It’s been a bitter and divisive election season – but first time Indian-American delegate Dr. Shashi Gupta headed to the Democratic National Convention with a sense of hope. VOA’s Katherine Gypson followed this immigrant with the love of U.S. politics all the way to Philadelphia.
    Video

    Video Immigrant Delegate Marvels at Democratic Process

    It’s been a bitter and divisive election season – but first time Indian-American delegate Dr. Shashi Gupta headed to the Democratic National Convention with a sense of hope. VOA’s Katherine Gypson followed this immigrant with the love of U.S. politics all the way to Philadelphia.
    Video

    Video A Life of Fighting Back: Hillary Clinton Shatters Glass Ceiling

    Hillary Clinton made history Thursday, overcoming personal and political setbacks to become the first woman to win the presidential nomination of a major U.S. political party. If she wins in November, she will go from “first lady” to U.S. Senator from New York, to Secretary of State, to “Madam President.” Polls show Clinton is both beloved and despised. White House Correspondent Cindy Saine takes a look at the life of the woman both supporters and detractors agree is a fighter for the ages.
    Video

    Video Dutch Entrepreneurs Turn Rainwater Into Beer

    June has been recorded as one of the wettest months in more than a century in many parts of Europe. To a group of entrepreneurs in Amsterdam the rain came as a blessing, as they used the extra water to brew beer. Serginho Roosblad has more to the story.
    Video

    Video First Time Delegate’s First Day Frustrations

    With thousands of people filling the streets of Philadelphia, Pennsylvania for the 2016 Democratic National Convention, VOA’s Kane Farabaugh narrowed in on one delegate as she made her first trip to a national party convention. It was a day that was anything but routine for this United States military veteran.
    Video

    Video Commerce Thrives on US-Mexico Border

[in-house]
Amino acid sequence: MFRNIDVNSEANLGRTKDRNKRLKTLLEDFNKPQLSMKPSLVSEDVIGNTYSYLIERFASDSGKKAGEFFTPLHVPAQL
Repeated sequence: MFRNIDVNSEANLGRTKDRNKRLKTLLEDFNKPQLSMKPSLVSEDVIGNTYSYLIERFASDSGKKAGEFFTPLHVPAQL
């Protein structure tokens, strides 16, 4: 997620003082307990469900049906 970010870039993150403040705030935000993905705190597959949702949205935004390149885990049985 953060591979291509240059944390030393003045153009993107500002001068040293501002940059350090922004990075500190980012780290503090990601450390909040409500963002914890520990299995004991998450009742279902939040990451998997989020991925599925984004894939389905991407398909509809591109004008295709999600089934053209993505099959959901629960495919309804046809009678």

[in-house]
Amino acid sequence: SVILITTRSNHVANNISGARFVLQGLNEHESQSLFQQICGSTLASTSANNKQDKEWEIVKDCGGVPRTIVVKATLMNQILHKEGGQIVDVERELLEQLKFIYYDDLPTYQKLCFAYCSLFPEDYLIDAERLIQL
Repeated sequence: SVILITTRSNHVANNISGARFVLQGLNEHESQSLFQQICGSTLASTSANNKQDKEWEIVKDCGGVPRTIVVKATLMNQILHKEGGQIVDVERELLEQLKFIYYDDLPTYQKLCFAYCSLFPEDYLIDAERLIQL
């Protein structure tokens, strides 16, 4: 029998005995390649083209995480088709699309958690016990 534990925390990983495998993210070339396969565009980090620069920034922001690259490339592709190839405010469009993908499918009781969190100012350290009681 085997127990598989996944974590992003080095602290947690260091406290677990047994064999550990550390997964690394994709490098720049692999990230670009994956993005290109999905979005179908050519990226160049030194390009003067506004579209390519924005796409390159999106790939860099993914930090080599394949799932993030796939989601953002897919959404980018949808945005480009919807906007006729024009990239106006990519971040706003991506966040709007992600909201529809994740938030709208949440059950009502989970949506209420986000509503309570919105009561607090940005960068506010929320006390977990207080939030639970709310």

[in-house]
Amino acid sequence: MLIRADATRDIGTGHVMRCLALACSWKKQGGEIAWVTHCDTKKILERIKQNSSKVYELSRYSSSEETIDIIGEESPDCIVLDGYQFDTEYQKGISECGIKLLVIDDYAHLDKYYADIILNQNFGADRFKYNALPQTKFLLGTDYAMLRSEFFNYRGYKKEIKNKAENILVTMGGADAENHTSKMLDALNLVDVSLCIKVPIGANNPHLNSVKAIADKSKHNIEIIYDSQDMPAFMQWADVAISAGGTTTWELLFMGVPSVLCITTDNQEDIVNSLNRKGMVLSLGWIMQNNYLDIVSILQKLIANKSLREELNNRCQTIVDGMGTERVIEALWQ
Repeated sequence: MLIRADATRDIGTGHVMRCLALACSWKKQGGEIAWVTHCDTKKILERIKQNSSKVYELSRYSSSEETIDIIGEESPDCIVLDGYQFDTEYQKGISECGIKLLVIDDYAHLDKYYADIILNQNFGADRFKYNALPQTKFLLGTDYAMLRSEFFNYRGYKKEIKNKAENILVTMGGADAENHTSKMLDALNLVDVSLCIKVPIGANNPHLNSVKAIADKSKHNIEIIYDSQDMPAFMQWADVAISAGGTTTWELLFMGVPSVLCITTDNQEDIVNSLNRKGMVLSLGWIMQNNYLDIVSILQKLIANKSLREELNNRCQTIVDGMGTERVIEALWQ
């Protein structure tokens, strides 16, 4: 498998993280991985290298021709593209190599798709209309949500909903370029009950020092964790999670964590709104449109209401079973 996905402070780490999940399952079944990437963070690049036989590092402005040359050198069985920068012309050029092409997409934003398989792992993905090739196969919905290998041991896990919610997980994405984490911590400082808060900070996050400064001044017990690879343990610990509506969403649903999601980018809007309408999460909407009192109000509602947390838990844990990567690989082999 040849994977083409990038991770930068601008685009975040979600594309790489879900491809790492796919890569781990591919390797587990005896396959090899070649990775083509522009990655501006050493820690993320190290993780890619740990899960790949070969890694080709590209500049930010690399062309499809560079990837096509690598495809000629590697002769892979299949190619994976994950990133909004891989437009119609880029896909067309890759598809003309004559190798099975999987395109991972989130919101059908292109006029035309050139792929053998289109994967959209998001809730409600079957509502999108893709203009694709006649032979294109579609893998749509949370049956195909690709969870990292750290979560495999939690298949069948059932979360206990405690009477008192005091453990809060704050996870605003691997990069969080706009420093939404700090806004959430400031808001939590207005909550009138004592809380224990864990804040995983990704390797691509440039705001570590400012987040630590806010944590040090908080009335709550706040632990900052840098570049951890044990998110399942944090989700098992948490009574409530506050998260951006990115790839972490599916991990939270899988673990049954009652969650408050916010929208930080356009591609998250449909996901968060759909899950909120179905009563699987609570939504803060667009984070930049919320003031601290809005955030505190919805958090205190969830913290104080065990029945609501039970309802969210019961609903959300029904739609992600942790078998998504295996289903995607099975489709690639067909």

At the Democratic Convention in Philadelphia this week, the party’s presumptive presidential nominee, Hillary Clinton, is expected to attack proposals made by her opponent, Republican presidential nominee Donald Trump, to build a wall along the U.S.-Mexico border. Last Friday, President Barack Obama hosted his Mexican counterpart, President Enrique Peña Nieto, to underscore the good relations between the two countries. VOA’s Greg Flakus reports from Tucson.
    Video

    Video Film Helps Save Ethiopian Children Thought to be Cursed

    'Omo Child' looks at effort of African man to stop killings of ‘mingi’ children
    Video

    Video London’s Financial Crown at Risk as Rivals Eye Brexit Opportunities

    By most measures, London rivals New York as the only true global financial center. But Britain’s vote to leave the European Union – so-called ‘Brexit’ – means the city could lose its right to sell services tariff-free across the bloc, risking its position as Europe’s financial headquarters. Already some banks have said they may shift operations to the mainland. Henry Ridgwell reports from London.
    Video

    Video Recycling Lifeline for Lebanon’s Last Glassblowers

    In a small Lebanese coastal town, one family is preserving a craft that stretches back millennia. The art of glass blowing was developed by Phoenicians in the region, and the Khalifehs say they are the only ones keeping the skill alive in Lebanon. But despite teaming up with an eco-entrepreneur and receiving an unexpected boost from the country’s recent trash crisis the future remains uncertain. John Owens reports from Sarafand.
    Video

    Video Migrants Continue to Risk Lives Crossing US Border from Mexico

    In his speech Thursday before the Republican National Convention, the party’s presidential candidate, Donald Trump, reiterated his proposal to build a wall along the U.S.-Mexico border if elected. Polls show a large percentage of Americans support better control of the nation's southwestern border, but as VOA’s Greg Flakus reports from the border town of Nogales in the Mexican state of Sonora, the situation faced by people trying to cross the border is already daunting.
    Video

    Video In State of Emergency, Turkey’s Erdogan Focuses on Spiritual Movement

    The state of emergency that Turkish President Recep Tayyip Erdogan has declared is giving him even more power to expand a purge that has seen an estimated 60,000 people either arrested or suspended from their jobs. VOA Europe correspondent Luis Ramirez reports from Istanbul.
    Video

    Video Calm the Waters: US Doubles Down Diplomatic Efforts in ASEAN Meetings

    The United States is redoubling diplomatic efforts and looking to upcoming regional meetings to calm the waters after an international tribunal invalidated the legal basis of Beijing's extensive claims in the South China Sea. VOA State Department correspondent Nike Ching has the story.
    Video

    Video Scientists in Poland Race to Save Honeybees

    Honeybees are in danger worldwide. Causes of what's known as colony collapse disorder range from pesticides and loss of habitat to infections. But scientists in Poland say they are on track to finding a cure for one of the diseases. VOA’s George Putic reports.

    Special Report

    Adrift The Invisible African Diaspora